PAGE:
Nevertheless, let us compute some relevant identities so some intrepid future researcher can dig into this conjecture:

$\begin{aligned} \Delta fg &= f\Delta g + g\Delta f - 2 df \cdot dg \implies \\ M^{i,j,k} &= 2 \frac{\bra{de^i\cdot de^j}\ket{e^k}}{\lambda_i +\lambda_j -\lambda_k}\\ \text{Now by polarization}\\ M^{i,j,k} &= \frac{\bra{(e^i+e^j)^2 - (e^i - e^j)^2}\ket{e^k}}{4} = \frac{M^{i,i,k} + M^{j,j,k} - \bra{(e^i-e^j)^2}\ket{e^k}}{2},\\ \text {and so the quadratic form} \\ Q_k(f,g) :&= \bra{df\cdot dg}\ket{e^k} = \sum_{i,j}\hat{f}(i)\hat{g}(j)\bra{de^i\cdot de^j}\ket{e^k} \\ &= \frac{1}{2}\sum_{i,j}\hat{f}(i)\hat{g}(j)(\lambda_i + \lambda_j - \lambda_k)M^{i,j,k} .\ \\ \text{Now with }J \text{ real-analytic}\\ Q^J_k(f,g) :&= -\frac{1}{2}\bra{(J(\sqrt{\Delta})fg - fJ(\sqrt{\Delta})g - gJ(\sqrt{\Delta})f}\ket{e^k} \\ &= -\frac{1}{2}(\bra{fg}\ket{J(\sqrt{\Delta}) e^k} - \bra{fJ(\sqrt{\Delta})g + gJ(\sqrt{\Delta})f}\ket{e^k})\\ &= \frac{1}{2}\sum_{i,j}\hat{f}(i)\hat{g}(j)(J(\sqrt{\lambda_i}) + J(\sqrt{\lambda_j}) - J(\sqrt{\lambda_k})M^{i,j,k}\\ \tilde{Q}_k(f,g) :&= -\frac{1}{2}\bra{\sqrt{\Delta} fg - f\sqrt{\Delta}g -g\sqrt{\Delta}f}\ket{e^k} \\ &= \frac{1}{2}\sum_{i,j} \hat{f}(i)\hat{g}(j)(\sqrt{\lambda_i} + \sqrt{\lambda_j} - \sqrt{\lambda_k})M^{i,j,k}\\ df \cdot dg &= \sum_k Q_k(f,g)e^k = -\frac{\Delta fg - f\Delta g - g\Delta f}{2}\\ Q_0(f,f) &= \frac{1}{\sqrt{vol(M)}}\sum_i \hat{f}(i)^2 \lambda_i\\ df\cdot df = \sum_kQ_k(f,f)e^k &= \frac{1}{2}\sum_{i,j,k}\hat{f}(i)\hat{f}(j)(\lambda_i + \lambda_j -\lambda_k)M^{i,j,k}e^k\\ &= \frac{1}{4}\sum_{i,j,k}\hat{f}(i)\hat{f}(j)(\lambda_i + \lambda_j -\lambda_k)(M^{i,i,k} + M^{j,j,k} - \bra{(e^i-e^j)^2}\ket{e^k})e^k\\ = g^2 &= \sum_{i,j,k}\hat{g}(i)\hat{g}(j)M^{i,j,k}e^k \implies\\ \frac{1}{2}\sum_{i,j}\hat{f}(i)\hat{f}(j)(\lambda_i + \lambda_j - \lambda_k)M^{i,j,k} &= \sum_{i,j}\hat{g}(i)\hat{g}(j)M^{i,j,k} \\ &= \widehat{g^2}(k). \\ \end{aligned}$

Note: for the one-dimensional flat-tori case below, $\tilde{Q}_k(e^i,e^j) = 0$ since $\sqrt{\Delta} = \sqrt{-1}\frac{d}{dx}$ is a true derivation.

## Example

Let $\set{\lambda_i} \subset \R^n$ be an indexed, rank $n$ lattice of Lie Algebra weights for the quotient space representation of $\frak{g}=\Reals^n$ as translation invariant (i.e., constant) vector fields on itself, when $\R^n$ is also viewed as $\frak{g}$’s associated Lie Group over a torus defined by $\Reals^n/A\Z^n, A \in GL(n,\Reals)$. These weights define integrable lifts of 1-forms over the torus that integrate to linear functionals $\bra{x} \lambda_i\rangle,\space x\in\Reals^n$ as its Lie Group (covering the torus). These linear functionals can then be uniformly rescaled (by $2\pi \sqrt{-1}$) and exponentiated to form multiplicative characters that descend to form an orthonormal basis of $L^2(\Reals^n/A\Z^n,dx)$, with Lebesgue (Haar) measure $dx$.

Moreover, this basis simultaneously diagonalizes the flat torus’s Laplacian **because** the Laplacian is the image of a symmetric, negative-definite quadratic Casimir element under this (constant coefficient linear differential operator) quotient space representation of the universal enveloping algebra. Hence, its eigenvalues are in constant proportion (of $4\pi^2$) to the Casimir-element-determined-length-squared of each character’s weight in the lattice.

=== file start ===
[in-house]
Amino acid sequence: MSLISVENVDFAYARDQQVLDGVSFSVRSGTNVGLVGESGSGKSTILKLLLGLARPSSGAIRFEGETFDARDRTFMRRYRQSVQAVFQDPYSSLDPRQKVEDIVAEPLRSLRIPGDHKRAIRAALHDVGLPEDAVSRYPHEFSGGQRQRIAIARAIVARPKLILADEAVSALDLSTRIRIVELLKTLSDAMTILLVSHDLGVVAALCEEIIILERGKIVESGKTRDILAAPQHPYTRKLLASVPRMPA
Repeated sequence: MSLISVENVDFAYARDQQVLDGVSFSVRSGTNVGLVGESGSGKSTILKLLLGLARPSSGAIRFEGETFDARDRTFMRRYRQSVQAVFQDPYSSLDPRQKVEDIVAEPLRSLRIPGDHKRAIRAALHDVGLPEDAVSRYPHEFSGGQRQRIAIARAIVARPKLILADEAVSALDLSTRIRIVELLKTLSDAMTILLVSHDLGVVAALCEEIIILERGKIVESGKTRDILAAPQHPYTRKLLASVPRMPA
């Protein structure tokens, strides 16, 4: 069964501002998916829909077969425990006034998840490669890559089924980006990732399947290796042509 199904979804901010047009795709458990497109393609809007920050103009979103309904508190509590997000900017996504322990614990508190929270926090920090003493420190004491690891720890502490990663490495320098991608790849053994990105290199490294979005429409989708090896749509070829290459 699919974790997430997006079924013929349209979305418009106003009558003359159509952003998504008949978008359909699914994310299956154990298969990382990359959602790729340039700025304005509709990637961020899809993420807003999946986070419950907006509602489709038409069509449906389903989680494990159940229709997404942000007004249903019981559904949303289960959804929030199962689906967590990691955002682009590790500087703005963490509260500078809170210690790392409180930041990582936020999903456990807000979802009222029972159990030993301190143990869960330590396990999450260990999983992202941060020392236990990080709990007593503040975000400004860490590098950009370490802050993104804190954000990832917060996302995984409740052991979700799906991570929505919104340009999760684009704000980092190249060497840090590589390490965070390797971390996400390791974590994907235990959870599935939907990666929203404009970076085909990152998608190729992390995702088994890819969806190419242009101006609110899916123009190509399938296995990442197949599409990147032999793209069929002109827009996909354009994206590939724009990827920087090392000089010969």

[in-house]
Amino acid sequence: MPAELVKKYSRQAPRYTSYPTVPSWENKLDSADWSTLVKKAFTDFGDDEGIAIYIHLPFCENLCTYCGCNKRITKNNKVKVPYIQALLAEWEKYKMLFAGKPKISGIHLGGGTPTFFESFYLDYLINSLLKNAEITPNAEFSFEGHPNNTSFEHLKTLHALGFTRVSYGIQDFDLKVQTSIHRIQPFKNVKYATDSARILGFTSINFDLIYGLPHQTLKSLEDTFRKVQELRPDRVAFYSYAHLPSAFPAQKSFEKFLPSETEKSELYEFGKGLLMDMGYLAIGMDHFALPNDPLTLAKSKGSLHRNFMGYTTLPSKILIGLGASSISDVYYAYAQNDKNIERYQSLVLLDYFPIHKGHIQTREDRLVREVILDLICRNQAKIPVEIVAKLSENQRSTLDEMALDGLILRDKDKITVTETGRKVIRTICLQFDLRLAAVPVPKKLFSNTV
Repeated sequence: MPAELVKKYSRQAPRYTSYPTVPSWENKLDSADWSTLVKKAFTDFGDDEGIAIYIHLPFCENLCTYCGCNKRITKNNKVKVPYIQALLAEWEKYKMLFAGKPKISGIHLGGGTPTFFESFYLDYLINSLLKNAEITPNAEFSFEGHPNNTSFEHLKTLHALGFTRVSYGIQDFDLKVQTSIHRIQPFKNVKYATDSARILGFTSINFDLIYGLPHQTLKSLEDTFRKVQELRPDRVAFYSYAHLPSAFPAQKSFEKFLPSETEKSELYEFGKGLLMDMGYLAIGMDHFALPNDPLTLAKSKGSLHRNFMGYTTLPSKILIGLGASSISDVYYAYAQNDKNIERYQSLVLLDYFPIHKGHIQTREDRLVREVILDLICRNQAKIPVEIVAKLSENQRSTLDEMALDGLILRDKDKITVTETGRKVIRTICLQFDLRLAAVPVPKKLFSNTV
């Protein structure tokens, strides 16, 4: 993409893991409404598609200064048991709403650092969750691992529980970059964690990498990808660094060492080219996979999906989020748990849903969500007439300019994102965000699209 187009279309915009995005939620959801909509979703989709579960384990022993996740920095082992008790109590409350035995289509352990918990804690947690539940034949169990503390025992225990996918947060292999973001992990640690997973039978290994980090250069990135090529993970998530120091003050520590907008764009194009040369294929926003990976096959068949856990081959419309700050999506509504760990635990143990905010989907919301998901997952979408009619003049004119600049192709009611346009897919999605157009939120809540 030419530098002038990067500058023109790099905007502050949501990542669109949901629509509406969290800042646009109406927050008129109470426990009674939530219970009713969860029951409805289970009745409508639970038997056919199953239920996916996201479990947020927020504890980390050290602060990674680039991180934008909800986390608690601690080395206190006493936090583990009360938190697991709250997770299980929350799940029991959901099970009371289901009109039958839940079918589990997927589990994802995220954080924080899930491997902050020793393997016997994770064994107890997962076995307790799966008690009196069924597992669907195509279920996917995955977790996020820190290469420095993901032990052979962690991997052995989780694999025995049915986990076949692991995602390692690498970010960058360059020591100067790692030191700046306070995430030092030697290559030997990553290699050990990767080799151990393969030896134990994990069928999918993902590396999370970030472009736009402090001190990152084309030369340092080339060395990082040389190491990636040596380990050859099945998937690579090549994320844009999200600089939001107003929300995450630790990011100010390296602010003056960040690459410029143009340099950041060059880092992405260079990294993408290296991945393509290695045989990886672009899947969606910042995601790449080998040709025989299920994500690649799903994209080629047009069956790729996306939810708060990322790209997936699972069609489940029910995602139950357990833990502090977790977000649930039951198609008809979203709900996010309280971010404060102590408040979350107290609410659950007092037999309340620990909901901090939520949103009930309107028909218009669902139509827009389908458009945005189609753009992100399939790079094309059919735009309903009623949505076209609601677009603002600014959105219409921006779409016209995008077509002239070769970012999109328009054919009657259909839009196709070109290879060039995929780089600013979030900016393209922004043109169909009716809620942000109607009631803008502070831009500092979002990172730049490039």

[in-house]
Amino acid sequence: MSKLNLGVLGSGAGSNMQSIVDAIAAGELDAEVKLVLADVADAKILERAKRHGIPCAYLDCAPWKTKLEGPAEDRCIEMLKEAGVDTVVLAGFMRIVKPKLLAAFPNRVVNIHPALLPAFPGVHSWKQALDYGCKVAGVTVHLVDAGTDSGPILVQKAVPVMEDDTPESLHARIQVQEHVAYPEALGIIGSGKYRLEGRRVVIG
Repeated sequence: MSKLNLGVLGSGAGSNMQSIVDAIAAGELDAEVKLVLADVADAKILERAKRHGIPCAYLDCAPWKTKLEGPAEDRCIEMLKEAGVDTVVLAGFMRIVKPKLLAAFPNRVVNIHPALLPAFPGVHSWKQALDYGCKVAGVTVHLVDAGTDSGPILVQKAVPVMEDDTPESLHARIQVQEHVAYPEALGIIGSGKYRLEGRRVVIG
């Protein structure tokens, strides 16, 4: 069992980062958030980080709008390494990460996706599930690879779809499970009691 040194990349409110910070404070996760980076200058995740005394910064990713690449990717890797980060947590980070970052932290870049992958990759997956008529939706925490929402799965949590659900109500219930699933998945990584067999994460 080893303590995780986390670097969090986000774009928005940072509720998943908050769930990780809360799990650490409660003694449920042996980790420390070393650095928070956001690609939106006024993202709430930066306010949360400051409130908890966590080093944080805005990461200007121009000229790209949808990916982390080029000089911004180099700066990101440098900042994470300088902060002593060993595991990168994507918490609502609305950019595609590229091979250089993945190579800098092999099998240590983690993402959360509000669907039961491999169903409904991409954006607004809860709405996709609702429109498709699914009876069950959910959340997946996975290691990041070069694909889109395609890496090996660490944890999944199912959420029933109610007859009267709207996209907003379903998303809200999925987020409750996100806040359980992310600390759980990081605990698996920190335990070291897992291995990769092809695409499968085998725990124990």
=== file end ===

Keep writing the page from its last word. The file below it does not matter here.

We presently view the above basis

$\set{e^{2\pi\sqrt{-1}\langle{x}|\lambda_i\rangle}/\sqrt{|\det A|}}_{i=0}^\infty$

to be our Theorem-applicable Fourier basis of orthonormal (multiplicative character) eigenfunctions (of this quotient representation of the (negative) Euclidean Casimir element) directly corresponding to $\set{\lambda_i}$. By our Theorem’s hypotheses, we must have $i < j \implies \lVert\lambda_i\rVert \leq \lVert\lambda_j\rVert$ (with the Euclidean norm on the weights).

Now we can compute

$M^{i,j,k} = \begin{cases} 1/\sqrt{|\det A|} & \lambda_i + \lambda_j - \lambda_k = 0 \\ 0 & \text{otherwise} \end{cases}$

As this Equation is linear on the weight lattice $(A^{-1})^t\Z^n = \set{\lambda_i}$, only an $L^2$ orthonormal eigenfunction basis map **which is induced from a volume-preserving invertible linear map between two such indexed, rank $n$ weight lattices** will keep the “algebraic/topological” indexed data set $\set{M^{i,j,k}}$ invariant.

However, in order to apply our Theorem, it is essential that such a linear map $B$ be $B\in O(n,\Reals)$ on the weight lattice, because the induced $L^2$ eigenfunction basis map

$\set{e^{2\pi\sqrt{-1}\langle x| B\lambda_i\rangle}/\sqrt{|\det A|}}_{i=0}^\infty$

must also preserve the “analytic” invariants — the Casimir-element induced figure $4\pi^2\lVert\lambda_i\rVert^2$ for each indexed weight, i.e. the individual eigenvalues of the flat-tori’s Laplacian.

This representation-theoretical account [AK01] is exactly equivalent to the prior development of *lattice congruence* [NRR22] traditonally used to delineate isometry classes of flat tori. In fact, the matrix transpose of such a linear map $B\in O(n,\Reals)$, as described in the prior paragraph, **is** the contravariant Riemannian isometry between the tori, as provided by application of the *Gelfand-Naimark Representation Theorem* during the Proof of our Theorem.

## Acknowledgements

The original research was funded in part by a gracious James Simons Research Award in 1995-1996, and the generous support of an Alfred P. Sloan Dissertation Fellowship in 1996-1997 at the University at Stony Brook.

The author would also like to thank Tanya Christiansen, Carolyn Gordon, Hamid Hezari, Harish Seshadri, and especially Leon Takhtajan for their technical assistance and review in the preparation of this manuscript for publication.